[Update: the deadline has been extended to January 29]

17th Annual DePaul University Philosophy Graduate Student Conference

April 10th & 11th, 2010

Keynote Speaker: Bruno Bosteels, Department of Romance Studies, Cornell University

Questioning capitalism is no easy enterprise. Discourses interrogating capitalism have mirrored the trajectory of capitalism itself, proliferating in a variety of directions and spawning new conceptual and historical problems with each new decade of confrontation. This conference aims to open up a space of convergence and dialogue for disparate trajectories of critical reflection and practical response. Its title aims to emphasize not only capitalism’s global character—its relentless expansion beyond various geographical, cultural, and political “limits”—but at the same time its particularized and often discontinuous local effects—the subjects, practices, and increasingly micro-managed spaces it carves out en route.  

We would like to solicit papers dealing with a broad range of topics including, but not limited to:

Legacies and Boundaries of Expansion: Inside, outside, and beyond the capitalist Nation-State. Alterity, subalternity, and critiques from the margins. Postcolonialism, decolonization, and anti-colonial resistance. The metropolis and the collapse of the city/countryside dialectic. Historical and conceptual origins of capitalist economic thought.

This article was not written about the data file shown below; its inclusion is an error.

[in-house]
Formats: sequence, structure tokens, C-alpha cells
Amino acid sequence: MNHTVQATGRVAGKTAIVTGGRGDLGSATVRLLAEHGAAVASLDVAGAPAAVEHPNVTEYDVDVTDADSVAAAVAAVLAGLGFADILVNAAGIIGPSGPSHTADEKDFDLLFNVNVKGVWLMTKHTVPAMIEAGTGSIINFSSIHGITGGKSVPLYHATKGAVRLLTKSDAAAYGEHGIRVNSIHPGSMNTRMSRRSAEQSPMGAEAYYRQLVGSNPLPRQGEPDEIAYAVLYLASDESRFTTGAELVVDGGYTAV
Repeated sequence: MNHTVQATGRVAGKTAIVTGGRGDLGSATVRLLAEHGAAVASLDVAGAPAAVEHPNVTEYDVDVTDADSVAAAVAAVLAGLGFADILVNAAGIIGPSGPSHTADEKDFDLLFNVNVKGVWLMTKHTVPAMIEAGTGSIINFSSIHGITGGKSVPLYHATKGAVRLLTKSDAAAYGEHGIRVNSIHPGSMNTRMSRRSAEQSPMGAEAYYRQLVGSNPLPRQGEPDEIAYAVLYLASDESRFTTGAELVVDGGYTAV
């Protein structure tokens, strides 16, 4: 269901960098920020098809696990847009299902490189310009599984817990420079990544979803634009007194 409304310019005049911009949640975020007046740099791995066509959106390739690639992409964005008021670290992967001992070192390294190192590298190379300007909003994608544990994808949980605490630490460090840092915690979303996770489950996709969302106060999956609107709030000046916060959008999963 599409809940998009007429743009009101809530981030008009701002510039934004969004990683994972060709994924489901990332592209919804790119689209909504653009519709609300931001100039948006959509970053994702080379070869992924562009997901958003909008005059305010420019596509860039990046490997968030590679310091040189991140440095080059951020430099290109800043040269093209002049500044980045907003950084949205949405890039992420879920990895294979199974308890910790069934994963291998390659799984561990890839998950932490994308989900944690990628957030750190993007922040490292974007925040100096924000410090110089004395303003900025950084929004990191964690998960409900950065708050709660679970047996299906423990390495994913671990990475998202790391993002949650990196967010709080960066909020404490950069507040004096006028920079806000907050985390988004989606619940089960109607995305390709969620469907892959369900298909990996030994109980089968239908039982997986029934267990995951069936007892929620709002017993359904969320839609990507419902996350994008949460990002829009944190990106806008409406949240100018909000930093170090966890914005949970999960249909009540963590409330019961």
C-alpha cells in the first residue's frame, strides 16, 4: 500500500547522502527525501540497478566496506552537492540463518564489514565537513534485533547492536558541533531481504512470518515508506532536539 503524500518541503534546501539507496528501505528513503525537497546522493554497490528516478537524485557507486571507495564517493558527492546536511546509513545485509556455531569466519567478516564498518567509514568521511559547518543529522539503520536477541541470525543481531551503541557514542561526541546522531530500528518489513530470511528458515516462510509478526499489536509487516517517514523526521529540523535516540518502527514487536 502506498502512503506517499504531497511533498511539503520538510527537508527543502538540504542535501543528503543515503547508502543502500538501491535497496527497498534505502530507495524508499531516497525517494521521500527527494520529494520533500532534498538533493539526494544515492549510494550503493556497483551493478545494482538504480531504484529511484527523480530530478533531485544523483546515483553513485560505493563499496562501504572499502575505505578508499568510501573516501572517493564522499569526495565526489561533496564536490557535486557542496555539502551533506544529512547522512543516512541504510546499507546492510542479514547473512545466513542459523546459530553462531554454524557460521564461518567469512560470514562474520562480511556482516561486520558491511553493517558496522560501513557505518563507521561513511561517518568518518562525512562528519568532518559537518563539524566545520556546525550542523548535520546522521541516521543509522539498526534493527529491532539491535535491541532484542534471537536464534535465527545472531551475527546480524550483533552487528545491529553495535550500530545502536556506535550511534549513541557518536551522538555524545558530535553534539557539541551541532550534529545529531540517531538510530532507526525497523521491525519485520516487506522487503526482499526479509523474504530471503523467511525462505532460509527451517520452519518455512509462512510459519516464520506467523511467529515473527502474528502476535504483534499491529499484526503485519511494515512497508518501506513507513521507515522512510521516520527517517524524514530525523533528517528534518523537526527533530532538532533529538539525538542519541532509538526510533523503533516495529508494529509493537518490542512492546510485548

Collectivities and Communes in Resistance: Communism. From parties to groups, from crowds to constituent power. Capitalism and Internationalism. Partisanship and/or universalism. Spaces of work and labors of thought: “immaterial labor”, intellectual culture, and the marketplace of ideas.

Subjects, Selfhood and Culture: Entrepreneurialist cultures of selfhood. Consumerist ethics and the conscience market. Neo-archaisms: the role of tradition and faith under capitalism. Counter-conducts, indocility, and strategies for “de-individualizing” and “decapitalizing” the self.

Images, Representations, and Symbols: Ideology and ‘ideology critique’. Narratives and mythologies of capitalism in cinema, art, architecture, and literature. The semiotics of capital.

Power and Neoliberal Governmentality: Biopower and biopolitical economy. Marxist critique in a paradigm of perpetual crisis management. “Total Governance”: from managerial rationalities to the management of life itself. Counter-insurgency, preventative war, and the securitization of liberty.

Submission Deadline: January 29, 2009

Authors should email their submissions to Papers should not exceed 3000 words and should contain a short abstract. As all papers are subject to anonymous review, papers should not include your name or any other identifying marks. Your paper title and personal information (name, institutional affiliation, and phone contact) should be included in the body of the email.

For further information and updates on the conference, if you have any questions or problems regarding submissions, or in the event that you do not receive a confirmation email, please contact Neal Miller at


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